Action begins as the owner of the farm is talking to a salesman that has been calling on him for a long time. Suddenly there is a shot from outside the perimeter of the farm killing the salesman.  People living there and some visiting quickly gather together to adopt defensive positions and give out the guns that they have stored in case ever necessary.  Mr. Annas has done an excellent job in telling his story at the same time that he describes the confusion that runs rampant.  Those in the house which is where the defenders have gathered as well as the attackers outside wanting to break in.
The leader of the attackers knows why they are there and what they want, but none of his gang are privy to this and only are aware of the money they are promised at a successful conclusion for them.  The defenders, including his family question the farm’s owner and he professes that there is really no hidden reason.  There is an amount of cash, some jewelry and a few valuable items but nothing that could warrant an attack by the group that came against them.
Due to the area the farm is located in there is only sporadic cell phone service and main lines have been cut by the attackers. The police cannot be called and people living in the same area are too distant to hear the gunshots and become aware of the attack.  The people inside the house come up with plans to sneak outside and creeping up on the marauders shoot them.  The reactions of the raiders and those coming out after them are described and results and any knowledge of the results becomes problematic since the raid takes place in the dead of night with no lighting present.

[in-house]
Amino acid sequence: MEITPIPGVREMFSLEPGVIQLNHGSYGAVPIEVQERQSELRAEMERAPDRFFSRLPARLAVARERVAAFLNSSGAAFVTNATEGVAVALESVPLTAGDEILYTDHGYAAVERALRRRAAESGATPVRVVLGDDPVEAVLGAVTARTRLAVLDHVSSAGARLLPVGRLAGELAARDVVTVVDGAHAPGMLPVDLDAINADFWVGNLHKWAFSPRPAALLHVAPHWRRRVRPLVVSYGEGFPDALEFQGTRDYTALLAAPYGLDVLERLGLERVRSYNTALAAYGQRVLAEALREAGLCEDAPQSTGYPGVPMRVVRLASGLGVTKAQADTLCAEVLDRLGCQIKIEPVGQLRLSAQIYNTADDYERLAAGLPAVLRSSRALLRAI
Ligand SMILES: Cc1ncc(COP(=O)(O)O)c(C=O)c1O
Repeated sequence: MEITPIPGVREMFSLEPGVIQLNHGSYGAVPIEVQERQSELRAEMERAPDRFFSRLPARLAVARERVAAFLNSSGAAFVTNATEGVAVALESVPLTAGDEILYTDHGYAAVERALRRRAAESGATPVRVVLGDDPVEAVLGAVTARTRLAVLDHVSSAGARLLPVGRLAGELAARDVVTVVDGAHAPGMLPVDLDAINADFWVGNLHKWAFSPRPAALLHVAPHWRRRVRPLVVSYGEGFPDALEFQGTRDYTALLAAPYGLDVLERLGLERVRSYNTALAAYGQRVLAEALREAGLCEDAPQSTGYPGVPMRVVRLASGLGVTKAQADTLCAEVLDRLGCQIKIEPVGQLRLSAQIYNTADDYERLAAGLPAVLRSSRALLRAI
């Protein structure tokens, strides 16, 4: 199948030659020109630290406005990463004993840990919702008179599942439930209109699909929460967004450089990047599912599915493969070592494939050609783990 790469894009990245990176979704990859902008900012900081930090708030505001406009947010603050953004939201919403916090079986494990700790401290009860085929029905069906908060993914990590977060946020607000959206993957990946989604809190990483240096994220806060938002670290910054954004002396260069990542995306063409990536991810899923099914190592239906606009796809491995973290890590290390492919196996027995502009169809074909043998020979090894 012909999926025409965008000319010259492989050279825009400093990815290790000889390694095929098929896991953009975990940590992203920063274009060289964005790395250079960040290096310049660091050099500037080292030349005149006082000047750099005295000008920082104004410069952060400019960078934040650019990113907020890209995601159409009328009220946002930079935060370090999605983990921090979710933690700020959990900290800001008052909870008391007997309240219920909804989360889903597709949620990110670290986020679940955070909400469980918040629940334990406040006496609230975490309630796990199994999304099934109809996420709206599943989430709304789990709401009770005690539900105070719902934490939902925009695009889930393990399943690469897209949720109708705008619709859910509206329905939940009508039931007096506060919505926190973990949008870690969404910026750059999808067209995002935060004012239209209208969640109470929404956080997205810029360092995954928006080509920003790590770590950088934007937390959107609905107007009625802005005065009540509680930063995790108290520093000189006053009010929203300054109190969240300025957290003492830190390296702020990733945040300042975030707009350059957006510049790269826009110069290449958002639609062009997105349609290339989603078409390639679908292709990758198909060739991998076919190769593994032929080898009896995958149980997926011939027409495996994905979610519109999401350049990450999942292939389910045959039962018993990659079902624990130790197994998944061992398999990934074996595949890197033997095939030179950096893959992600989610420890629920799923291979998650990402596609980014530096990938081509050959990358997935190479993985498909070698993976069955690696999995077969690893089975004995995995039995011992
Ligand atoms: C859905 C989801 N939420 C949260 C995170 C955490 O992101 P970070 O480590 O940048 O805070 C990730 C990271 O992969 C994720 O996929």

The novel is a short one, and while in the definite category of an all nighter is finished in one very satisfying read.  The novel is currently in process of being developed for filming in South Africa and should quite a draw on that basis as well.

10/2020 Paul Lane

THE FARM by Max Annas. Catalyst Press (September 15, 2020). ISBN: 978-1946395221. 184 pages.





THE LEGAL AFFAIR by Nisha Sharma

October 16, 2020

THE LEGAL AFFAIR by Nisha Sharma. Avon Impulse (August 18, 2020). ISBN 978-0062854384. 336 pages.


ELI’S PROMISE by Ronald H. Balson

October 15, 2020

From the publisher: